The climate change adaptation plans will be open for public comment for 60 days.

The sustainability plan for the Agriculture Department states that the department has reduced indirect greenhouse gas emissions by more than 12 percent since 2008, has reduced potable water use by nearly 19 percent since 2007, and has purchased or generated renewable energy equivalent to nearly 20 percent its total electricity use.

The sustainability plan for the Interior Department states that the department has reduced potable water intensity by more than 11 percent since 2007, among other reductions.

EPA to Help Vulnerable Coastal Communities

Building the country's capacity to adapt to climate change is part of the Environmental Protection Agency's mission to protect human health and the environment, the agency said in its climate change adaptation plan.

Climate change is likely to increase tropospheric ozone levels over broad areas of the country, which may increase the vulnerability of U.S. citizens to air pollution, EPA said. As a result, it may be more difficult to attain or maintain ozone standards, which may require EPA to implement new control measures, the agency said.

Climate change will also affect the quality and availability of drinking water supplies, and EPA may need to take action to address these issues, the agency said. Increasing heavy-precipitation events from climate change may increase the pollutants in runoff, dirtying streams and threatening public health, EPA said.

EPA said it will integrate climate change adaptation planning into its programs and policies; increase the resilience of EPA facilities in coastal areas to protect them from severe weather, flood damage, and sea level rise; and help communities in vulnerable areas, such as low-lying coastal areas, reduce their exposure to climate change impacts. More

It will be interesting to review this initiative in one year and see what has actually been accomplished. Editor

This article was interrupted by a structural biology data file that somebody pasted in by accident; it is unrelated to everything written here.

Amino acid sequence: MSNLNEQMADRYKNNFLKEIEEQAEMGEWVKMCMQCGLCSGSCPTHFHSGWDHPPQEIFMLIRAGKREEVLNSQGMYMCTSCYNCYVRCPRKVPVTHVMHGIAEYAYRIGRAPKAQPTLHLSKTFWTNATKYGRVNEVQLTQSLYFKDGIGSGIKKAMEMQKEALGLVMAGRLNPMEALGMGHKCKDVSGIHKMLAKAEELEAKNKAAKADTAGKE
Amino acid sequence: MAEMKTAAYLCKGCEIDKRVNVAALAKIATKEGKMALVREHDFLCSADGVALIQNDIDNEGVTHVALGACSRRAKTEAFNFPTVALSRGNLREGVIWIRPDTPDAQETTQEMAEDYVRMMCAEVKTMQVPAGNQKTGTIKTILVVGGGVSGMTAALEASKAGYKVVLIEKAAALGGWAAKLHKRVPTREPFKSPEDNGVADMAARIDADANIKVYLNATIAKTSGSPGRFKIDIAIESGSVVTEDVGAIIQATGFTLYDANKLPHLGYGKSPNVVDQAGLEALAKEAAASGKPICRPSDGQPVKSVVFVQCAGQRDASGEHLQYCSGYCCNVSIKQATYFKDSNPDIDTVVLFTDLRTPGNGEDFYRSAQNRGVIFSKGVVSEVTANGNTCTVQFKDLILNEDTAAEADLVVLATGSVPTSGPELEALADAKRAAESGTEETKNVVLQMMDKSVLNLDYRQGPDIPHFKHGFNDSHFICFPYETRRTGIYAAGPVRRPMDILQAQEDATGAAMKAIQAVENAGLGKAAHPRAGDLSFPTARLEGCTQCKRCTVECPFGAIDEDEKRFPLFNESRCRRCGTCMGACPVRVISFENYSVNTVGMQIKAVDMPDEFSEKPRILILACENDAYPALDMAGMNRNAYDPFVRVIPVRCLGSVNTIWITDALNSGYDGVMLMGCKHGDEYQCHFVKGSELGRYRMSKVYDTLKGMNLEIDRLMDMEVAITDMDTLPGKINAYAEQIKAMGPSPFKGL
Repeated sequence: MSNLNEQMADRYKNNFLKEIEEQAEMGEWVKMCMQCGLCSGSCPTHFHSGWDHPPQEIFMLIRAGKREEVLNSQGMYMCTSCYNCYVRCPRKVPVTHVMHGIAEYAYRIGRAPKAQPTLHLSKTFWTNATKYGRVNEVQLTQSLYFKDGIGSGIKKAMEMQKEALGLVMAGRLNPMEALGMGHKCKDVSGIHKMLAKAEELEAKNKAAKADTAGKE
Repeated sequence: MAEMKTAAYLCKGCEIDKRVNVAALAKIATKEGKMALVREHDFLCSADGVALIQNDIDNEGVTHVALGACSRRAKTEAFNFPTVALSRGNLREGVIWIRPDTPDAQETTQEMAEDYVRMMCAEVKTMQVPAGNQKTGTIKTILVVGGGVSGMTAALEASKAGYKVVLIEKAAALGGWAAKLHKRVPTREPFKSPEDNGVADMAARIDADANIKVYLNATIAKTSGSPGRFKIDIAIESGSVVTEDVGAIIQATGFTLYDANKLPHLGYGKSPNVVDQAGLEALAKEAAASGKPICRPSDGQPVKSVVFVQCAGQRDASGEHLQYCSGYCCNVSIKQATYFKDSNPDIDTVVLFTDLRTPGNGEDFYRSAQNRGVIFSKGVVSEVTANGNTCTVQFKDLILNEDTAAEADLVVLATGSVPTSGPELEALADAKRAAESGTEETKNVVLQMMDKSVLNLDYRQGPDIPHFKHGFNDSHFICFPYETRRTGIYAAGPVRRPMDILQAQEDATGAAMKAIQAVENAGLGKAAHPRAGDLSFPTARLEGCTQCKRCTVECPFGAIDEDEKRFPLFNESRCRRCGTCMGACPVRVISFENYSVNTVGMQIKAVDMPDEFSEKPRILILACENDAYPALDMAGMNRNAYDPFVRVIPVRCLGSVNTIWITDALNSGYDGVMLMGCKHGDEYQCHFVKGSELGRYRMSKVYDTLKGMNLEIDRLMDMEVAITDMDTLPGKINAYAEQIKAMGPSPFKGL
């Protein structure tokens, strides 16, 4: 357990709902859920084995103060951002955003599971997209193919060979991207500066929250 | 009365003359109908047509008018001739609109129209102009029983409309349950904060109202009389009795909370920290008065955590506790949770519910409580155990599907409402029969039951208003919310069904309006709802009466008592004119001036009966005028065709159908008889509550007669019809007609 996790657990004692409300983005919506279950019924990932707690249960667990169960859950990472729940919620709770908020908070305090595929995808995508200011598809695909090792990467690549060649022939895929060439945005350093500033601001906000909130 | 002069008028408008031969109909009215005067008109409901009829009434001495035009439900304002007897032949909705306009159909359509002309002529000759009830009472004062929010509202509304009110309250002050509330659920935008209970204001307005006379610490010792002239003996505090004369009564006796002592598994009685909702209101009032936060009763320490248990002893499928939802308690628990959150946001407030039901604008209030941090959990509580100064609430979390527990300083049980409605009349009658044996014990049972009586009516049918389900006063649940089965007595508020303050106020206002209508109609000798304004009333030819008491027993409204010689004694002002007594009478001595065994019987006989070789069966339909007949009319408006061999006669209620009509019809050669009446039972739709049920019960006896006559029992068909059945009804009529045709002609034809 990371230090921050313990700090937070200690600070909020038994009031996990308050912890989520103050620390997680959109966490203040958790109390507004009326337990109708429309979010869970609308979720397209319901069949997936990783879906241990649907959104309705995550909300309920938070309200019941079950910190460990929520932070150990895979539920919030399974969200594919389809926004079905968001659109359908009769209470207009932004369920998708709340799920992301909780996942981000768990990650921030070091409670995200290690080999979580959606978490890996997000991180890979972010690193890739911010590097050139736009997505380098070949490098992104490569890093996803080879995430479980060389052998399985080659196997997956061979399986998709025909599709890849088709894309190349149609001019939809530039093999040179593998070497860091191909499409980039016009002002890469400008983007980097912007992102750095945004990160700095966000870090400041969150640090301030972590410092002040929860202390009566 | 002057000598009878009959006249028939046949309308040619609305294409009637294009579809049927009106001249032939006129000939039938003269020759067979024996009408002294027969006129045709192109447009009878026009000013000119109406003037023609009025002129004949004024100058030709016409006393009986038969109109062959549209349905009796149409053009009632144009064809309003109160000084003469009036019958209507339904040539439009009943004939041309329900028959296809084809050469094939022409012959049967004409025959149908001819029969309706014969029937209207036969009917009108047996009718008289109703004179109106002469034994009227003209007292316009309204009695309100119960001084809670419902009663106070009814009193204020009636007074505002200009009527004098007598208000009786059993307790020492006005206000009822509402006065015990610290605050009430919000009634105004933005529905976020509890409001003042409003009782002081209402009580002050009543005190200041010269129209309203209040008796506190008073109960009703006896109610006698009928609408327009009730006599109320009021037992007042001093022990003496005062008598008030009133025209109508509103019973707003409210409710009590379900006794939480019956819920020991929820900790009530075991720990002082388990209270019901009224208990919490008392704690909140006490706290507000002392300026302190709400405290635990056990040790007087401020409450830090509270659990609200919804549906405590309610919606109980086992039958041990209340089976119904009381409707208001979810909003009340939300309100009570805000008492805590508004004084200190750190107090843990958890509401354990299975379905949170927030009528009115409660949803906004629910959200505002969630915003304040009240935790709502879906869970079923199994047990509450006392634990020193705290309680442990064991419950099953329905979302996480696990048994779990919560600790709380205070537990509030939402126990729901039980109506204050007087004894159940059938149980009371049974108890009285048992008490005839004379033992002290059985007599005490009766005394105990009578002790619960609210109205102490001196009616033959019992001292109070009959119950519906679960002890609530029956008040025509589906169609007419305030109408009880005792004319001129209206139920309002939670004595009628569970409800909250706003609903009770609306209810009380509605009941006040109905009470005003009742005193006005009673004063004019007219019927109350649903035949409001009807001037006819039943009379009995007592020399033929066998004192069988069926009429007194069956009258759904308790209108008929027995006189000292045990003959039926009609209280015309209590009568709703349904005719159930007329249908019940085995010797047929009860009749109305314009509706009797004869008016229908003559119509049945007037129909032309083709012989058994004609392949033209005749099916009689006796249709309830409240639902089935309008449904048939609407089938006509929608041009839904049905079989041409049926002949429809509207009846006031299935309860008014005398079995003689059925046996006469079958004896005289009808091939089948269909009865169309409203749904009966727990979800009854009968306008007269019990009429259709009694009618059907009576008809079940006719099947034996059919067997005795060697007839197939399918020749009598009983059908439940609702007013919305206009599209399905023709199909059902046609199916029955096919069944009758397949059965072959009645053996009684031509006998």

Wednesday, February 6, 2013

Climate change means catastrophe in UK, not café culture says professor

Professor Kevin Anderson, Director of the Tyndall Centre for Climate Change Research, said Government and local authorities are failing to grasp the risks to Britain of global warming.

He accused people of focusing on the chance of warmer evenings, rather than realising heatwaves will cause deaths.

"We may like to think of it as a nice café culture, sitting outside sipping lattes – but we will be struggling to sleep because our buildings won't cool down at night.

"That's when you see the deaths occurring. We can think about this in advance."

The Met Office predicts that summer temperatures will could rise by up to 5C by the 2080s.

Heatwaves, like the one that killed 2,000 people in 2003, could become more frequent.

Prof Anderson pointed out that UK buildings and hospitals are not equipped for these temperatures.

He called on politicians to 'bite the bullet' by upgrading houses so ventilation is better and making sure hospitals are prepared for illness caused by heat.

Prof Anderson also said flooding could become more frequent because of rising sea levels and more intense rainfall.

Last year was the wettest on record and the Met Office has warned that the frequency of extreme rainfall in the UK may already be increasing.

He said councils have to improve drainage in cities and ensure homes are prepared and not built on flood plains.

However, first Prof Anderson said the UK must try to prevent climate change from happening so fast and temperatures reaching dangerous levels by reducing carbon emissions.

He recommended investment in public transport and renewable energy.